From time to time I am struck with the realization that there are certain sins that just don’t bother me that much. As I was reading Kevin DeYoung’s, The Good News We Almost Forgot, I was reminded that one of these sins is anger. Listen to his insightful comments:
Anger is one of those respectable sins, It doesn’t seem like a big deal. Granted, not all anger is sin (think Jesus in the temple). It is possible to be angry and sin not (Eph. 4:26). But, honestly, that doesn’t describe most of our anger. Sinful anger is anger directed at the wrong person, motivated by the wrong reasons, or out of proportion to the offense. Sadly, this is a truer description of our anger. We take our rage out on other people, get upset for less than noble purposes, and blow up over minor hurts and slight inconveniences. We get grumpy with checkout clerks, snap at tech support over the phone, hold grudges against our spouse, spew venom when sports don’t go our way, wish the worst on our enemies, and cherish thoughts of revenge toward those who hurt us.
We have an anger problem. And we don’t just get frustrated or get our buttons pushed; people don’t make us angry or make us lose our cool. We are angry. Anger, whatever else may stir it up, comes from an angry heart. And this is no small problem… I’m all for passion and righteous indignation. I want people who hate injustice and despise falsehood. But I don’t want a church full of mean, angry people. We are to love our enemies and pray for those who persecute us. If we only love those who love us, “what reward do [we] have? Do not even tax collectors do the same?” (Matt. 5:46; cf. v. 44).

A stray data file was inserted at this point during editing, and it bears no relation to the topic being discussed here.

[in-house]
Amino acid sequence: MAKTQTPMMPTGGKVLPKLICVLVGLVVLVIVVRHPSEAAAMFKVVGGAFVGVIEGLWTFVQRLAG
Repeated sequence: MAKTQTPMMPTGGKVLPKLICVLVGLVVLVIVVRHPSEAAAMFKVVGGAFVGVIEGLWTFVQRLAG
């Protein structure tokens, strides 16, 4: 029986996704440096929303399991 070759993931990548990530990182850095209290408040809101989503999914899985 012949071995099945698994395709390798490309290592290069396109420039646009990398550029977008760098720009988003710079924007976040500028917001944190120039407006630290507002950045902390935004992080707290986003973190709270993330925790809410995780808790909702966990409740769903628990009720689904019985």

We can talk about murder and the sins of others, but if we do not love our neighbors — even those who get their theology all wrong and those who annoy us to no end — we have not been transformed by the Sprit of Jesus… (p. 191).